Induction proof of the area of a square

English is not my first language, so I'm sorry if I'm not very clear. I can clarify any question you have. Also, I don't know how to use that math formatting so I apologize for it.

I was asked to come up with a formula from the following image:

And the "hint" was: $1 + 2\times2^2 + 3\times3^2 + 4\times4^2+ 5\times5^2= \cdots$

It seems like a way to calculate the area of a square:

$$k^2 = 1 + 2\times2^2 + \cdots + l \times l^2$$

Where $1 + 2 + \cdots + l = k$, and $k$ is the side of the square

I tested this with some numbers:

\begin{align} 10^2 &= 1 + 2 \times 2^2 + 3 \times 3^2 + 4 \times 4^2\\ 100 &= 1 + 8 + 27 + 64\\ 100 &= 100\\ \end{align}

I have to prove this using induction so I tried this:

$$(k+n)^2 = 1 + 2 \times 2^2 + \cdots + l \times l^2 + n \times n^2$$

If I understood induction correctly, I plug the first formula inside the second one:

$$(k+n)^2 = k^2 + n \times n^2$$

…and this is where I'm stuck. I can't figure out how to make these two equal, even though if I substitute them with numbers it appears the formula is correct.

• $$\sum_{k=1}^nk*k^2=\frac{n^2(n+1)^2}4$$ Sep 17 '14 at 19:05
• For some basic information about writing math at this site see e.g. here, here, here and here. Sep 17 '14 at 19:08
• @DietrichBurde What do you mean? k^2 = 1 + 2*2^2 + ... + l * l^2 This exact line appears in the right hand side doesn't it? Sep 17 '14 at 19:13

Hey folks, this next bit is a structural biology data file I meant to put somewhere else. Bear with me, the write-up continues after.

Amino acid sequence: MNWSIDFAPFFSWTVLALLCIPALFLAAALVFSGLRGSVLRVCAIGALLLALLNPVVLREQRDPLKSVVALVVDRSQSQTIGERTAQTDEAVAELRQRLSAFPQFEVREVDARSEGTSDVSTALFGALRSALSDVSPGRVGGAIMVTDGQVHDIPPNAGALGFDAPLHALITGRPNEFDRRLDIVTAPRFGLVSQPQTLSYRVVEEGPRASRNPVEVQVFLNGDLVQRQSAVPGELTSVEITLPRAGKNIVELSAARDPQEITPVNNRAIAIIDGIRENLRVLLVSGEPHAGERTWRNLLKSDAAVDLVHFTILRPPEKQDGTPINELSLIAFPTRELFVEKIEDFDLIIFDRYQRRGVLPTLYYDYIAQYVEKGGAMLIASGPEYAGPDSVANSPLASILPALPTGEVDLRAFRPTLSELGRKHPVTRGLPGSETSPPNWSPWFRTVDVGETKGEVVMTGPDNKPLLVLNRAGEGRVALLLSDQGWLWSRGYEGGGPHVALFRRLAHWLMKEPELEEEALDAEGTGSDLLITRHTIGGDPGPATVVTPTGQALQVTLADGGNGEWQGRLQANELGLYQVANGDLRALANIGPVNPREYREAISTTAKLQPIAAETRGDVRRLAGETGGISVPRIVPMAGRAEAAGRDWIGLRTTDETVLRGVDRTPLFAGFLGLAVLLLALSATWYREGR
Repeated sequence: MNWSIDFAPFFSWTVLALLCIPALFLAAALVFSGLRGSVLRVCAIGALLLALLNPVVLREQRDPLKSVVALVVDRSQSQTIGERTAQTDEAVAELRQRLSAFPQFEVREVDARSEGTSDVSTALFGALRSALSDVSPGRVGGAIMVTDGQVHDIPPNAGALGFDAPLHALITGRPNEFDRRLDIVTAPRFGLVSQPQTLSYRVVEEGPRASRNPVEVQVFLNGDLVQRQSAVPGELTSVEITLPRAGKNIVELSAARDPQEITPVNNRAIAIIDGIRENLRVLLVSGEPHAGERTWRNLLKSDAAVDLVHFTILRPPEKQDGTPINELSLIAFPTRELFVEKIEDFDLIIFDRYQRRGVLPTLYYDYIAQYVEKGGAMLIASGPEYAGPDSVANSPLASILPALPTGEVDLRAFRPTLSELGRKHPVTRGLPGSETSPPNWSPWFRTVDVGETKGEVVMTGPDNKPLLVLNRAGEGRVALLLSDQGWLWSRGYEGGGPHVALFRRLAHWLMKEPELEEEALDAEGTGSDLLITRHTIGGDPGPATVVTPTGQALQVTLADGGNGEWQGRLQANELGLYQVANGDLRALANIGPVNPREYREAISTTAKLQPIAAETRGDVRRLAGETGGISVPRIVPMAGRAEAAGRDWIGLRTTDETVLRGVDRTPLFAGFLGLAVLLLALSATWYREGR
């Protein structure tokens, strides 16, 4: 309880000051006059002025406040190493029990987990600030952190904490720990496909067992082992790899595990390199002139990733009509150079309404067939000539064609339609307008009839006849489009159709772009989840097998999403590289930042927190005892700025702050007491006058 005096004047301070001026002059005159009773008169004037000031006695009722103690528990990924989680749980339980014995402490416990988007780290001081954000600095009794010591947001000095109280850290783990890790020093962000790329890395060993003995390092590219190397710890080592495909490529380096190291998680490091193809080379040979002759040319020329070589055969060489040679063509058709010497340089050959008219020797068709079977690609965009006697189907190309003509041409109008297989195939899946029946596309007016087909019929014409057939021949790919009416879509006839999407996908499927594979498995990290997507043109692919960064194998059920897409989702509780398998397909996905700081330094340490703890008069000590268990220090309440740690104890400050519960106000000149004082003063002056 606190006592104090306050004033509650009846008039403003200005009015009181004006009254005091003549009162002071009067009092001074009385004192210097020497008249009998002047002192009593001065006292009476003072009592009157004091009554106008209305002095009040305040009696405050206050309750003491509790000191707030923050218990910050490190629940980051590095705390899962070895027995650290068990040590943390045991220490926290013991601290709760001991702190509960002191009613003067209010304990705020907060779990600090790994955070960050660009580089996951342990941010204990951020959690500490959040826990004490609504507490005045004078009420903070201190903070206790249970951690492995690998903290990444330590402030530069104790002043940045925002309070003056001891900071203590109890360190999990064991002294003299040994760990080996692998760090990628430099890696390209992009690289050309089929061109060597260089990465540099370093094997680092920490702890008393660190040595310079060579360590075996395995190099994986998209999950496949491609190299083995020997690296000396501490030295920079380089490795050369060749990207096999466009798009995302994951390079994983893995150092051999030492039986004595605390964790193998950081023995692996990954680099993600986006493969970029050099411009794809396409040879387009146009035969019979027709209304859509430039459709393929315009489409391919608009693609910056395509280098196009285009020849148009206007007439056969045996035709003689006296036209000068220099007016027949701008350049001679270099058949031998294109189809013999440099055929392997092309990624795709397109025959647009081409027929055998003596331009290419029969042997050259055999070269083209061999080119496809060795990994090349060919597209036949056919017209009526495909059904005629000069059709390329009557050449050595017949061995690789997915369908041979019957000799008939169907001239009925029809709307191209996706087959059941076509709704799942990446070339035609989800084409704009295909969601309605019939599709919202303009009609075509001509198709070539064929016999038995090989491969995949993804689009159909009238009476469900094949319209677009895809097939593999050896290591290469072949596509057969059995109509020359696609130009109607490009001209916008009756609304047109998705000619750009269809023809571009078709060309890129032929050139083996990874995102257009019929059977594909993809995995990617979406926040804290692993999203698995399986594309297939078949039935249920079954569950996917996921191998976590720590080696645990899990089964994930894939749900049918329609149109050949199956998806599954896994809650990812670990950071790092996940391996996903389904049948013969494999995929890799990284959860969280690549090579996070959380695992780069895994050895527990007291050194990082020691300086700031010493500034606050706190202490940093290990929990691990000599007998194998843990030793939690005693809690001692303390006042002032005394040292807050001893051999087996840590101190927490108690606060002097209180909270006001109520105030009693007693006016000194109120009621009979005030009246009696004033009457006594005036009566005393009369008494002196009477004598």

• @Darksonn Thank you very much, I'll try to familiarize myself with it Sep 17 '14 at 19:15
• @DietrichBurde But can't I plug from the first equation into the second one? If k^2 = 1 + 2*2^2 + ... + l * l^2, and 1 + 2*2^2 + ... + l * l^2 appears in the second last equation, can't I substitute the whole thing for k^2? That was my understanding on how induction worked... Sep 17 '14 at 19:20

You want to show that $$k(n)^2=1\cdot1^2+2\cdot2^2+3\cdot3^2+\ldots+n\cdot n^2,$$ where $k(n)=1+2+\cdots+n$, for any $n$. For $n=1$, you have $k(1)^2=1^2=1$ on the left and $1\cdot 1^2=1$ on the right. Now assuming the equation holds for $n$, you want to show that it also holds for $n+1$. Note that $k(n+1)=k(n)+n+1$. Now $$k(n+1)^2=\left(k(n)+n+1\right)^2=k(n)^2+(n+1)\left(2 k(n)+n+1\right)\\=1\cdot 1^2 + 2\cdot 2^2 + \ldots + n\cdot n^2+(n+1)\left(2 k(n)+n+1\right).$$ For this to help you, you need to also show that $2k(n)+n+1=(n+1)^2$, or that $k(n)=\frac{1}{2}(n+1)^2-\frac{1}{2}(n+1)=\frac{1}{2}n(n+1).$ (You can show that by induction, too, if you like.) Once that step is done, you'll have shown that the equation holds for $n=1$, and that if it holds for some $n$ it also holds for $n+1$; and you can conclude by induction that it holds for all $n\ge 1$.
• Sorry, I don't understand this very well... Would you mind clarifying it a bit more? First thing: why do I want to show $$k(n)^2=1\cdot1^2+2\cdot2^2+3\cdot3^2+\ldots+n\cdot n^2?$$ Is what I'm trying to prove not $$k^2=1\cdot1^2+2\cdot2^2+3\cdot3^2+\ldots+n\cdot n^2$$ Why $k(n)^2$ instead of $k^2$? Sep 17 '14 at 19:33
• I wrote $k(n)$ because $k$ is a function of $n$, defined by $k(n)=1+2+\cdots+n$. Just writing "$k$" without showing the dependence on $n$, especially when more than one value of $n$ will be considered, can be confusing. Sep 18 '14 at 13:32